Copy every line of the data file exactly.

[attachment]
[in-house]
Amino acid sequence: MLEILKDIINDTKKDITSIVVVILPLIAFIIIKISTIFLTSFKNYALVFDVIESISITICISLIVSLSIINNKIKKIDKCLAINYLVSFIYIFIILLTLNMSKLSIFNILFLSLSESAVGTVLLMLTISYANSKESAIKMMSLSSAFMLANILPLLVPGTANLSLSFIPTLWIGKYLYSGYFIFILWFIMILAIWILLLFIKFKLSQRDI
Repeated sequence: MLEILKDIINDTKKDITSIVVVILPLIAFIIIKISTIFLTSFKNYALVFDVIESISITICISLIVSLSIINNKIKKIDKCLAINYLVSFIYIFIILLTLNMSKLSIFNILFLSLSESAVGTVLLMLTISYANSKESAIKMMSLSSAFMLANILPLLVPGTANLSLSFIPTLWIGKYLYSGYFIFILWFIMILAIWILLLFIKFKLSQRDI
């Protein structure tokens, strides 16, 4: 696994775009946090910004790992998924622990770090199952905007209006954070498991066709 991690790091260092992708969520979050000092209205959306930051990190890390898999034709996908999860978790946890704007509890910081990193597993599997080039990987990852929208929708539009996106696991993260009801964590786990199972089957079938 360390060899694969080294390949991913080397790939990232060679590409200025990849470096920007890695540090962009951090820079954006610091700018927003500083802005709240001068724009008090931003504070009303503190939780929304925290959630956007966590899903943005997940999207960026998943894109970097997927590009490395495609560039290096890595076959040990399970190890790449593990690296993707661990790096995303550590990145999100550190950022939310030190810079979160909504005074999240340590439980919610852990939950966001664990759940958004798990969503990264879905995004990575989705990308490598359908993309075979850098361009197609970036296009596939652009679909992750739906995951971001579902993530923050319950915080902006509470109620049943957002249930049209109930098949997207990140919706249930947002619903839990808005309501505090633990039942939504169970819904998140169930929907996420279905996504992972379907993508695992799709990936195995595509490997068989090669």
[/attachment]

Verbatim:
[in-house]
Amino acid sequence: MLEILKDIINDTKKDITSIVVVILPLIAFIIIKISTIFLTSFKNYALVFDVIESISITICISLIVSLSIINNKIKKIDKCLAINYLVSFIYIFIILLTLNMSKLSIFNILFLSLSESAVGTVLLMLTISYANSKESAIKMMSLSSAFMLANILPLLVPGTANLSLSFIPTLWIGKYLYSGYFIFILWFIMILAIWILLLFIKFKLSQRDI
Repeated sequence: MLEILKDIINDTKKDITSIVVVILPLIAFIIIKISTIFLTSFKNYALVFDVIESISITICISLIVSLSIINNKIKKIDKCLAINYLVSFIYIFIILLTLNMSKLSIFNILFLSLSESAVGTVLLMLTISYANSKESAIKMMSLSSAFMLANILPLLVPGTANLSLSFIPTLWIGKYLYSGYFIFILWFIMILAIWILLLFIKFKLSQRDI
């Protein structure tokens, strides 16, 4: 696994775009946090910004790992998924622990770090199952905007209006954070498991066709 991690790091260092992708969520979050000092209205959306930051990190890390898999034709996908999860978790946890704007509890910081990193597993599997080039990987990852929208929708539009996106696991993260009801964590786990199972089957079938 360390060899694969080294390949991913080397790939990232060679590409200025990849470096920007890695540090962009951090820079954006610091700018927003500083802005709240001068724009008090931003504070009303503190939780929304925290959630956007966590899903943005997940999207960026998943894109970097997927590009490395495609560039290096890595076959040990399970190890790449593990690296993707661990790096995303550590990145999100550190950022939310030190810079979160909504005074999240340590439980919610852990939950966001664990759940958004798990969503990264879905995004990575989705990308490598359908993309075979850098361009197609970036296009596939652009679909992750739906995951971001579902993530923050319950915080902006509470109620049943957002249930049209109930098949997207990140919706249930947002619903839990808005309501505090633990039942939504169970819904998140169930929907996420279905996504992972379907993508695992799709990936195995595509490997068989090669």